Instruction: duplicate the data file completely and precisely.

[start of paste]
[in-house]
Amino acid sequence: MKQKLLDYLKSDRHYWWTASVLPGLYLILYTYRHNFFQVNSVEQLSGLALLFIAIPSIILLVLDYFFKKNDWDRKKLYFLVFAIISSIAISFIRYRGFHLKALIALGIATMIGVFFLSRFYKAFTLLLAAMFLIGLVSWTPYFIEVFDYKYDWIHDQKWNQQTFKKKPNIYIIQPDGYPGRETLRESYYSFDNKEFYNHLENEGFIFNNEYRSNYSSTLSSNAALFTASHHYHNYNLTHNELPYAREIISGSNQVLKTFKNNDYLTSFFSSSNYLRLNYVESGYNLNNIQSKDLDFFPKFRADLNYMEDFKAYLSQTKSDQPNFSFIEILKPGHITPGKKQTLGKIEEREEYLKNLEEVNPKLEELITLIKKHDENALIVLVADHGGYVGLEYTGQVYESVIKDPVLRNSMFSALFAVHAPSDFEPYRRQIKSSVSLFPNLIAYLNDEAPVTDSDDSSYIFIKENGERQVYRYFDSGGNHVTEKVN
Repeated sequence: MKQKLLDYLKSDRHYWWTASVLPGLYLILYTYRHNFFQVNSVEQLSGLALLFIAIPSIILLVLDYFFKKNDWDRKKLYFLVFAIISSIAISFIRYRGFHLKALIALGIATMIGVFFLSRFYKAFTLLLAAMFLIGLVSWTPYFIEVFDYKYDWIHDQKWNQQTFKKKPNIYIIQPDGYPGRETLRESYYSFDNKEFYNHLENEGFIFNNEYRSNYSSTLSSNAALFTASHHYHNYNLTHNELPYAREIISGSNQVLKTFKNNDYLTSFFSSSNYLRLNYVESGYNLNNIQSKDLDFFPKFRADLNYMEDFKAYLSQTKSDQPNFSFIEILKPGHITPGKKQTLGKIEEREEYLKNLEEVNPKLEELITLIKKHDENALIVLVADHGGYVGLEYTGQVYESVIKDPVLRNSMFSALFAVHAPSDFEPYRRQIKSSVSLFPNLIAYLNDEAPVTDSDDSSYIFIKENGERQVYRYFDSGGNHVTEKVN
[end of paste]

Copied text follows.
[in-house]
Amino acid sequence: MKQKLLDYLKSDRHYWWTASVLPGLYLILYTYRHNFFQVNSVEQLSGLALLFIAIPSIILLVLDYFFKKNDWDRKKLYFLVFAIISSIAISFIRYRGFHLKALIALGIATMIGVFFLSRFYKAFTLLLAAMFLIGLVSWTPYFIEVFDYKYDWIHDQKWNQQTFKKKPNIYIIQPDGYPGRETLRESYYSFDNKEFYNHLENEGFIFNNEYRSNYSSTLSSNAALFTASHHYHNYNLTHNELPYAREIISGSNQVLKTFKNNDYLTSFFSSSNYLRLNYVESGYNLNNIQSKDLDFFPKFRADLNYMEDFKAYLSQTKSDQPNFSFIEILKPGHITPGKKQTLGKIEEREEYLKNLEEVNPKLEELITLIKKHDENALIVLVADHGGYVGLEYTGQVYESVIKDPVLRNSMFSALFAVHAPSDFEPYRRQIKSSVSLFPNLIAYLNDEAPVTDSDDSSYIFIKENGERQVYRYFDSGGNHVTEKVN
Repeated sequence: MKQKLLDYLKSDRHYWWTASVLPGLYLILYTYRHNFFQVNSVEQLSGLALLFIAIPSIILLVLDYFFKKNDWDRKKLYFLVFAIISSIAISFIRYRGFHLKALIALGIATMIGVFFLSRFYKAFTLLLAAMFLIGLVSWTPYFIEVFDYKYDWIHDQKWNQQTFKKKPNIYIIQPDGYPGRETLRESYYSFDNKEFYNHLENEGFIFNNEYRSNYSSTLSSNAALFTASHHYHNYNLTHNELPYAREIISGSNQVLKTFKNNDYLTSFFSSSNYLRLNYVESGYNLNNIQSKDLDFFPKFRADLNYMEDFKAYLSQTKSDQPNFSFIEILKPGHITPGKKQTLGKIEEREEYLKNLEEVNPKLEELITLIKKHDENALIVLVADHGGYVGLEYTGQVYESVIKDPVLRNSMFSALFAVHAPSDFEPYRRQIKSSVSLFPNLIAYLNDEAPVTDSDDSSYIFIKENGERQVYRYFDSGGNHVTEKVN